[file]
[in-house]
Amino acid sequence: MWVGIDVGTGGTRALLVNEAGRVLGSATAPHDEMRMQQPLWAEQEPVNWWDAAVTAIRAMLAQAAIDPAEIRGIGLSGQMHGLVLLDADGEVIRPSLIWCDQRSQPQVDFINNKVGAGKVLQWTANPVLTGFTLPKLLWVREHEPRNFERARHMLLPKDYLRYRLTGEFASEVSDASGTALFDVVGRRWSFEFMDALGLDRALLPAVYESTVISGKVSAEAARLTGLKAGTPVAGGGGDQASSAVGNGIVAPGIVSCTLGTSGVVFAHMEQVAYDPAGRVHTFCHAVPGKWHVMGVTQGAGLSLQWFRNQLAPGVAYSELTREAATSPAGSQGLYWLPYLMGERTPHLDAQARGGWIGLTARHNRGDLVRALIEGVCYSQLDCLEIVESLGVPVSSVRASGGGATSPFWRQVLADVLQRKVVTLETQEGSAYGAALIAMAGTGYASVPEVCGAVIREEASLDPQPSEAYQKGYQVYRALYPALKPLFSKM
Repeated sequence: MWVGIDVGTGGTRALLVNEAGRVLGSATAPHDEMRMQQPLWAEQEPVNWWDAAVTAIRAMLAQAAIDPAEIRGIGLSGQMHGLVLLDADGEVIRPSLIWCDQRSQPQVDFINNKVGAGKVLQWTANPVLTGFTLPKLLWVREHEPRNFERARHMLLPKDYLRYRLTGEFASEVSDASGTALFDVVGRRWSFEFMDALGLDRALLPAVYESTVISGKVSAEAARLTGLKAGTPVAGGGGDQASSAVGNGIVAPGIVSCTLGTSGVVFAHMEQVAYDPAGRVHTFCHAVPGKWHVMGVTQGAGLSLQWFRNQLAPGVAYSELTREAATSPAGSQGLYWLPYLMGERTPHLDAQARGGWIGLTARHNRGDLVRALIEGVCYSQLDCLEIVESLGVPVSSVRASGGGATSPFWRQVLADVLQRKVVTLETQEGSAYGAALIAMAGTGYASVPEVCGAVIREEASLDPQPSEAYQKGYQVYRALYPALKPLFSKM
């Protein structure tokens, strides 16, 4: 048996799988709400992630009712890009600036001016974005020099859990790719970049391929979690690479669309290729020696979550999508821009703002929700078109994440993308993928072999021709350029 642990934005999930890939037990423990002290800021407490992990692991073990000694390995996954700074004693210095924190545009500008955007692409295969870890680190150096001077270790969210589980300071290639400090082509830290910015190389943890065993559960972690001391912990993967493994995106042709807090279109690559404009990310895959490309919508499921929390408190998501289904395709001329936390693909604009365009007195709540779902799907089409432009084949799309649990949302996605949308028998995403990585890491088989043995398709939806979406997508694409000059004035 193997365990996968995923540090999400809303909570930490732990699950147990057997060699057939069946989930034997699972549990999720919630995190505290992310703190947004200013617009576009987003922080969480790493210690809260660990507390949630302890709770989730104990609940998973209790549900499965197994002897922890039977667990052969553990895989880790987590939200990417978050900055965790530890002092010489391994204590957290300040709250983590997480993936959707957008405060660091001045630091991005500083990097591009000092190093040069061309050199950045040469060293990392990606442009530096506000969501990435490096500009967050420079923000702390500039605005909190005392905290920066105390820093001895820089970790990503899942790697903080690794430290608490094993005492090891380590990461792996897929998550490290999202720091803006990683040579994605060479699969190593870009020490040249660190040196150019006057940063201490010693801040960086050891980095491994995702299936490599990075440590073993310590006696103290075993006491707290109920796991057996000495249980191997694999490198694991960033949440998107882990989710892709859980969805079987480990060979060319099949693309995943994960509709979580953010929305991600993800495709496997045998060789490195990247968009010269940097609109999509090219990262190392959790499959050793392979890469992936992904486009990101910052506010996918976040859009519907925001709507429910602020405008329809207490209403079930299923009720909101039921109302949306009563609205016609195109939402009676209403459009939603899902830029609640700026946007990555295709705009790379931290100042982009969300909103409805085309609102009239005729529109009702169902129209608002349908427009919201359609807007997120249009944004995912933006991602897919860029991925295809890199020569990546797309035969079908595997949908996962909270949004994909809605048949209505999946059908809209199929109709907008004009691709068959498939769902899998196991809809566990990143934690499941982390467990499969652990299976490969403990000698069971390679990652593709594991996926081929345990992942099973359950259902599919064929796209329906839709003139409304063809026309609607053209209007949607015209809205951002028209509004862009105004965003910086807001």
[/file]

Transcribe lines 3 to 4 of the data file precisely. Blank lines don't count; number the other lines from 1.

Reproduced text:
Repeated sequence: MWVGIDVGTGGTRALLVNEAGRVLGSATAPHDEMRMQQPLWAEQEPVNWWDAAVTAIRAMLAQAAIDPAEIRGIGLSGQMHGLVLLDADGEVIRPSLIWCDQRSQPQVDFINNKVGAGKVLQWTANPVLTGFTLPKLLWVREHEPRNFERARHMLLPKDYLRYRLTGEFASEVSDASGTALFDVVGRRWSFEFMDALGLDRALLPAVYESTVISGKVSAEAARLTGLKAGTPVAGGGGDQASSAVGNGIVAPGIVSCTLGTSGVVFAHMEQVAYDPAGRVHTFCHAVPGKWHVMGVTQGAGLSLQWFRNQLAPGVAYSELTREAATSPAGSQGLYWLPYLMGERTPHLDAQARGGWIGLTARHNRGDLVRALIEGVCYSQLDCLEIVESLGVPVSSVRASGGGATSPFWRQVLADVLQRKVVTLETQEGSAYGAALIAMAGTGYASVPEVCGAVIREEASLDPQPSEAYQKGYQVYRALYPALKPLFSKM
């Protein structure tokens, strides 16, 4: 048996799988709400992630009712890009600036001016974005020099859990790719970049391929979690690479669309290729020696979550999508821009703002929700078109994440993308993928072999021709350029 642990934005999930890939037990423990002290800021407490992990692991073990000694390995996954700074004693210095924190545009500008955007692409295969870890680190150096001077270790969210589980300071290639400090082509830290910015190389943890065993559960972690001391912990993967493994995106042709807090279109690559404009990310895959490309919508499921929390408190998501289904395709001329936390693909604009365009007195709540779902799907089409432009084949799309649990949302996605949308028998995403990585890491088989043995398709939806979406997508694409000059004035 193997365990996968995923540090999400809303909570930490732990699950147990057997060699057939069946989930034997699972549990999720919630995190505290992310703190947004200013617009576009987003922080969480790493210690809260660990507390949630302890709770989730104990609940998973209790549900499965197994002897922890039977667990052969553990895989880790987590939200990417978050900055965790530890002092010489391994204590957290300040709250983590997480993936959707957008405060660091001045630091991005500083990097591009000092190093040069061309050199950045040469060293990392990606442009530096506000969501990435490096500009967050420079923000702390500039605005909190005392905290920066105390820093001895820089970790990503899942790697903080690794430290608490094993005492090891380590990461792996897929998550490290999202720091803006990683040579994605060479699969190593870009020490040249660190040196150019006057940063201490010693801040960086050891980095491994995702299936490599990075440590073993310590006696103290075993006491707290109920796991057996000495249980191997694999490198694991960033949440998107882990989710892709859980969805079987480990060979060319099949693309995943994960509709979580953010929305991600993800495709496997045998060789490195990247968009010269940097609109999509090219990262190392959790499959050793392979890469992936992904486009990101910052506010996918976040859009519907925001709507429910602020405008329809207490209403079930299923009720909101039921109302949306009563609205016609195109939402009676209403459009939603899902830029609640700026946007990555295709705009790379931290100042982009969300909103409805085309609102009239005729529109009702169902129209608002349908427009919201359609807007997120249009944004995912933006991602897919860029991925295809890199020569990546797309035969079908595997949908996962909270949004994909809605048949209505999946059908809209199929109709907008004009691709068959498939769902899998196991809809566990990143934690499941982390467990499969652990299976490969403990000698069971390679990652593709594991996926081929345990992942099973359950259902599919064929796209329906839709003139409304063809026309609607053209209007949607015209809205951002028209509004862009105004965003910086807001």